Henry Sewell (1807 - 1879) was a prominent 19th century New Zealand politician. He was a notable campaigner for New Zealand self-government, and is generally regarded as having been the country's first Premier.
Sewell was born on 7 September 1807 in the town of Newport, on England's Isle of Wight. His family was relatively wealthy, and Sewell received a good education. He eventually qualified as a lawyer. In 1840, however, Sewell's father lost a staggering sum of money when a bank failed, and died shortly afterwards, leaving the family with a great deal of debt. This put considerable strain on Sewell. Not much later, Sewell also suffered from the untimely death of his wife Lucinda (whom he had married in 1834). Sewell remarried in 1850, and made plans to emmigrate to New Zealand, hoping for improved financial prospects in the colony.
Sewell's connection to New Zealand arose through the Canterbury Association, a British organization dedicated to the colonization of the New Zealand region known as Canterbury. Until his departure for New Zealand, Sewell was the Association's deputy director, and contributed greatly to its activities. The Association's plan for colonization encountered a number of serious problems, however, and considerable debts were incurred. Sewell was instrumental in solving these problems. Sewell personally arrived in Christchurch (the principal settlement in Canterbury) on 2 February 1853, hoping to sort out what remained of the colony's problems. Gradually, and despite conflict with provincial superintendent James FitzGerald, Sewell managed to get the colony back onto a reasonable course.
Early political career
Shortly after Sewell's arrival in New Zealand, the 1st New Zealand Parliament was convened. Sewell was elected as representative for the Town of Christchurch seat. His legal and financial skill was of considerable use in Parliament, although he was criticised as elitist and aloof. In terms of the political spectrum of the day, which ranged "centralists" against "provincialists", Sewell adopted a moderate position, although he later became gradually more centralist. With regard New Zealand self-rule, the other major issue of the time, Sewell was strongly in favour. When the Acting Governor, Robert Wynyard , appointed Sewell and several other politicians as "unofficial" members of the Executive Council, Sewell believed that self-government would soon begin. When it became apparent that Wynyard regarded the appointments as temporary, and that he did not believe Parliament could assume responsibility for governance without royal assent, Sewell and his colleagues resigned.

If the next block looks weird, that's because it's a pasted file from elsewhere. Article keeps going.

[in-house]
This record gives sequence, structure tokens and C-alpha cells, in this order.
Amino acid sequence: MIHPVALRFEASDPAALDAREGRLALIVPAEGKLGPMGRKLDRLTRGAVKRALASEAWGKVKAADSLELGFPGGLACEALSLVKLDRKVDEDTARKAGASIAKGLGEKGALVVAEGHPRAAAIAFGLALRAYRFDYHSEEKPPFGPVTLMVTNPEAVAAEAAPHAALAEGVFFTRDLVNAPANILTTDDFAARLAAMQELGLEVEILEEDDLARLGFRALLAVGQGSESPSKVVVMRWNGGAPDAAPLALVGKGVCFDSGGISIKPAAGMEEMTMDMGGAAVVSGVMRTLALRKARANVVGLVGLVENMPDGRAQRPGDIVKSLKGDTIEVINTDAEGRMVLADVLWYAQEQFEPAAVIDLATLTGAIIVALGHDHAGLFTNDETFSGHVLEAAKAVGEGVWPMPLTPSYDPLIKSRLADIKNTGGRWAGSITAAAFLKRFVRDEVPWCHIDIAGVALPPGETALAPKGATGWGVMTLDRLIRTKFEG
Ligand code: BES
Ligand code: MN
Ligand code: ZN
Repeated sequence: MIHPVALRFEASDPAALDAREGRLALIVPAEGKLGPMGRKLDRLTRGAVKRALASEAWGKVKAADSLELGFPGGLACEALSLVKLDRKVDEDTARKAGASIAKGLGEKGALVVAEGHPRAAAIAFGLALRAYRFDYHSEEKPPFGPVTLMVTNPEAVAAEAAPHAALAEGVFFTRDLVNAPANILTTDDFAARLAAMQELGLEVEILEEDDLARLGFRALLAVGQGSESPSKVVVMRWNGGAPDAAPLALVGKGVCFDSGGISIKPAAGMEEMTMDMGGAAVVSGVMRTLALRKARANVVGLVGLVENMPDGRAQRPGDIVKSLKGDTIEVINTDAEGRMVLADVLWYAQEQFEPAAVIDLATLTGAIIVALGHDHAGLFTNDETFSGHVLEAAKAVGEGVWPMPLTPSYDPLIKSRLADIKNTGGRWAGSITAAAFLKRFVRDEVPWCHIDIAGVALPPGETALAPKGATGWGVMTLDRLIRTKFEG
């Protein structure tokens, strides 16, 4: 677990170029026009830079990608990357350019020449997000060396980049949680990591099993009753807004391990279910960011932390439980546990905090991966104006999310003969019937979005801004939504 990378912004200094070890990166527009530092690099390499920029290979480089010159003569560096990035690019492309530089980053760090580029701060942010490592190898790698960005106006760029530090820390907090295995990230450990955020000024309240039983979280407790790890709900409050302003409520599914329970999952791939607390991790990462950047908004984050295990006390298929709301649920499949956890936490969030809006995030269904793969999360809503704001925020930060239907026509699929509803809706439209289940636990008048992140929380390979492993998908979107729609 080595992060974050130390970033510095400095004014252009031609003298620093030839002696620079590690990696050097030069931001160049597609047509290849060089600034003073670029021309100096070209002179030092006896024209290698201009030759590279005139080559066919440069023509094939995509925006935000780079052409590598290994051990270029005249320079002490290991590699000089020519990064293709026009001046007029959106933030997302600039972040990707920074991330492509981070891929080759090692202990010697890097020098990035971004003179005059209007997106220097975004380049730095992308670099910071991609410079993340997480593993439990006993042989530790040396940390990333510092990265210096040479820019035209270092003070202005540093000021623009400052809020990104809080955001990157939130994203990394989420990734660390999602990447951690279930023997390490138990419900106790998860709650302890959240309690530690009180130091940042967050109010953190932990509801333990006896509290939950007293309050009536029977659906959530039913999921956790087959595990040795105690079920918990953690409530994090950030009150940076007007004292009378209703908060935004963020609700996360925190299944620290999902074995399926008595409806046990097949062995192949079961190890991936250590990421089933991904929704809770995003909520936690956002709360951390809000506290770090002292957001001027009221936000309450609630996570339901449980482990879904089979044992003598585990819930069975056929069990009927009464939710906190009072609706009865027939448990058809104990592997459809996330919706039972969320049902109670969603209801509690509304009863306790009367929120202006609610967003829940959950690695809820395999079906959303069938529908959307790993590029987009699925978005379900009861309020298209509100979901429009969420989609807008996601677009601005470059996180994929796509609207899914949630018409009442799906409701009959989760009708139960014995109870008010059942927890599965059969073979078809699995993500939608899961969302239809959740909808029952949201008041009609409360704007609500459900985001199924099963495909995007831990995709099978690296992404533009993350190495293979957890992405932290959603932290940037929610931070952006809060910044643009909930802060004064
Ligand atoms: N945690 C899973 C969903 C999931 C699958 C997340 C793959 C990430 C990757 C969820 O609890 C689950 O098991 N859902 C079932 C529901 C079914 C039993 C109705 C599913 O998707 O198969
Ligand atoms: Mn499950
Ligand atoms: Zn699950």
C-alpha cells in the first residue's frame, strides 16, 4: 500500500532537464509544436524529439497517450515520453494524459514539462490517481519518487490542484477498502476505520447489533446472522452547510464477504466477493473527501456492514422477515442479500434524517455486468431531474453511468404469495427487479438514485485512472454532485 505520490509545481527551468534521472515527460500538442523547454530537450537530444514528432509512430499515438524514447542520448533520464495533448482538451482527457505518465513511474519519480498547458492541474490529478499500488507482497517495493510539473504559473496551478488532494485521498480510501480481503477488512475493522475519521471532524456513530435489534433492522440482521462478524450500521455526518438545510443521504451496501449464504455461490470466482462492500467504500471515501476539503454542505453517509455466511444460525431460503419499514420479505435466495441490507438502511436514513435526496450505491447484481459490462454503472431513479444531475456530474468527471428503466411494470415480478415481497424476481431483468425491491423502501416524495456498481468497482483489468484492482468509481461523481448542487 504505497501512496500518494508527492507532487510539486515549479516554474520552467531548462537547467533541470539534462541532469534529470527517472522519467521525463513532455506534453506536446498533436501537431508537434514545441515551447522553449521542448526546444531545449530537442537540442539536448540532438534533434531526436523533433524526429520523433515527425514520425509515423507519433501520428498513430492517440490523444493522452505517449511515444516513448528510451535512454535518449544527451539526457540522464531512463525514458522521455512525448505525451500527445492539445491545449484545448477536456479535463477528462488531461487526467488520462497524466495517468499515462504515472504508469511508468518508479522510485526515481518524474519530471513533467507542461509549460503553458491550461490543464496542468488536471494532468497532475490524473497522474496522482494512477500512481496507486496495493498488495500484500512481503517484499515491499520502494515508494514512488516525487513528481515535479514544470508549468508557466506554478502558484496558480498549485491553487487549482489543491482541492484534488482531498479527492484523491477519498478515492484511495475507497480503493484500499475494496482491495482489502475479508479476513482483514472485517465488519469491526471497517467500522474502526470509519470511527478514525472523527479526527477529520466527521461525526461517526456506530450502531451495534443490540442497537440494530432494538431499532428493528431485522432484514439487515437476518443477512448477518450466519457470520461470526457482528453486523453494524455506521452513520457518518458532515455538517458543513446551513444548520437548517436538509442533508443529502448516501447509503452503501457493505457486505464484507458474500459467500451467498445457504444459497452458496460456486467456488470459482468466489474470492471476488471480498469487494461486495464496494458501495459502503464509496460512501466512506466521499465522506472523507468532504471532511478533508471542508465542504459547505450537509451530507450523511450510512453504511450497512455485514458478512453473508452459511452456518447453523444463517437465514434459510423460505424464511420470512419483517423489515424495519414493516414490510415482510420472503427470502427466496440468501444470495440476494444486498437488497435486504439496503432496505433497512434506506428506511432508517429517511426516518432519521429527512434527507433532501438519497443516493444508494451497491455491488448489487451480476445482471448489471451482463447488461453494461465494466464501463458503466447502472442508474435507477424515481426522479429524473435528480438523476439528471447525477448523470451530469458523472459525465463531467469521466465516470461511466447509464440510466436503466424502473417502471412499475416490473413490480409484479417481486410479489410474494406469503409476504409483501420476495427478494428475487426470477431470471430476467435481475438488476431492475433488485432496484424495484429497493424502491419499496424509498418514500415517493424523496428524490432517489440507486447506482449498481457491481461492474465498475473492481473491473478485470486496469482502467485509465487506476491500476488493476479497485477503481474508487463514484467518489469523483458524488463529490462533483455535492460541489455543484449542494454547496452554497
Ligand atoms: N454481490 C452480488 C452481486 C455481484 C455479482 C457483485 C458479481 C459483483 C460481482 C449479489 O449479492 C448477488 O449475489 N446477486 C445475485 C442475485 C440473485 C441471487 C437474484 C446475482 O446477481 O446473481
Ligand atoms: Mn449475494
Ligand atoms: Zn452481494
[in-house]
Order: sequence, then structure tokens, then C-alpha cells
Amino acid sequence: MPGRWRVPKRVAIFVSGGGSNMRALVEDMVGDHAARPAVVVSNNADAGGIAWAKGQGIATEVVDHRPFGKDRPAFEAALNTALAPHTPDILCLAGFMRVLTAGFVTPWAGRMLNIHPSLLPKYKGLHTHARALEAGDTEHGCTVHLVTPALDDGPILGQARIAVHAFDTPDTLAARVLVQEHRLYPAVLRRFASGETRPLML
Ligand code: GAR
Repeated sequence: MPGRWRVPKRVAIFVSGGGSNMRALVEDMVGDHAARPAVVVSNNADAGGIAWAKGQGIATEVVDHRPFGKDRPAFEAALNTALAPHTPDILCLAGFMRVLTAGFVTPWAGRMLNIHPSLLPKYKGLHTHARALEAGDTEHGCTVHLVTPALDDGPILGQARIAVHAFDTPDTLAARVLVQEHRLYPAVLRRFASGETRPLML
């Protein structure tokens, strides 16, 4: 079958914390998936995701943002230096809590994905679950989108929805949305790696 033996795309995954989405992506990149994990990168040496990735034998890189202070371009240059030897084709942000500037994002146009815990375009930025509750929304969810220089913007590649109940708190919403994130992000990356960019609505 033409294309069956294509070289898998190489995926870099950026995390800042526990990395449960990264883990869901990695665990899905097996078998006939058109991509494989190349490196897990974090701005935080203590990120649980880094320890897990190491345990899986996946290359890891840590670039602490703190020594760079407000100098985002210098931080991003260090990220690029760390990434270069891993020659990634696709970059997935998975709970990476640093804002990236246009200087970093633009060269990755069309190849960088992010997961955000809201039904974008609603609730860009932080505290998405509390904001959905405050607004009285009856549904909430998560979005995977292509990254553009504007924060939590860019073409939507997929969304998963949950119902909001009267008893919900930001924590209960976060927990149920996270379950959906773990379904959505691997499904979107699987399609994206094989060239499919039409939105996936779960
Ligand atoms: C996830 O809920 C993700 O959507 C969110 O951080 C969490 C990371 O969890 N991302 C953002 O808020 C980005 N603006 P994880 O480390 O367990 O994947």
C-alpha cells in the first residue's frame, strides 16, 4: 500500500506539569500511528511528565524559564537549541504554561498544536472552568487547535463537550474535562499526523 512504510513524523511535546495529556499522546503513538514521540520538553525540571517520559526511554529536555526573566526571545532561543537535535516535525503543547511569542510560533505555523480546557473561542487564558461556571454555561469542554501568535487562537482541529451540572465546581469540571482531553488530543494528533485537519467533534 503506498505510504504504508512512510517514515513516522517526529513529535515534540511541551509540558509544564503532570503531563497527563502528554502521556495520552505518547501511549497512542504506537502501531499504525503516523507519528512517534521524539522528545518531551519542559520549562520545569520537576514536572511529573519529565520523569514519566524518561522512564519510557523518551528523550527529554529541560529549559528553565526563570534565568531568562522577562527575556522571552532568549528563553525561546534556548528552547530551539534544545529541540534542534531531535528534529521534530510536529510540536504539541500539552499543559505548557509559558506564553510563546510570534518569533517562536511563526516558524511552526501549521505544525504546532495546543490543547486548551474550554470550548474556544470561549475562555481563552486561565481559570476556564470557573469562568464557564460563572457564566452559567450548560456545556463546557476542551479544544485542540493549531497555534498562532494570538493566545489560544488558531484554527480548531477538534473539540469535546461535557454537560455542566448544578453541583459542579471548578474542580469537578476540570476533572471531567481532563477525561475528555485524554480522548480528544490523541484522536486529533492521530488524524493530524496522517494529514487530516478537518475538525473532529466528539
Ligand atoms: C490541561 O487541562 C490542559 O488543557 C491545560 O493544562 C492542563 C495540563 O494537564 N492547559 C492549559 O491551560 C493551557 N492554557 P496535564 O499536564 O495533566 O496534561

A new Governor, Thomas Gore Browne, subsequently announced that self-government would begin with the 2nd New Zealand Parliament. Sewell once again stood for election, and was successful. As a result of his previous service on the Executive Council, Sewell was asked to form a government. He was appointed to the Executive Council on 18 April 1856, and became Colonial Secretary (considered to be the equivalent of Prime Minister) on 7 May. Dillon Bell became Colonial Treasurer (Finance Minister), Frederick Whitaker became Attorney-General, and Henry Tancred became a minister without portfolio.
Later political career
Sewell's government was short-lived, however, due to its strong centralist tendencies. The leader of the provincialist faction, William Fox, defeated Sewell's government less than two weeks after it took office. Fox himself, however, did not retain office for long, being defeated by Edward Stafford, a moderate. Stafford invited Sewell to become Colonial Treasurer in the new government. In this role, Sewell was instrumental in drafting a financial compact between the central and provincial governments.
In late 1856, Sewell stepped down as Treasurer and returned to England, where he negotiated a number of deals for New Zealand. William Richmond became Treaurer in his absence. Later, when Sewell returned to New Zealand, he became Treasurer once again, but stepped down again after only a month, leaving Richmond to resume the role.
When fighting broke out with Maori over land greivances, Sewell attempted to promote negotiation and compromise. Sewell, who was a mild pacifist, believed that conflict with Maori could only properly be resolved by introducing a fair method of land purchase, one which did not involve coercion. To this end, he twice proposed a Native Council Bill, which would have created Maori-run institutions with the authority to supervise all Maori land deals. Both attempts failed. Sewell later resigned from a post as Attorney-General over the government's land confiscation policies. Soon afterwards, he published a pamphlet entitled The New Zealand native rebellion, in which explained his views on the causes of (and solutions to) the conflict with Maori.
Later in his political career, Sewell briefly held positions as Attorney-General, Minister of Justice, and Colonial Secretary (the latter being distinct from the Premiership by this time).
In 1873, Sewell, he retired from politics, and returned to England shortly afterwards. He died in Cambridge on 14 May 1879.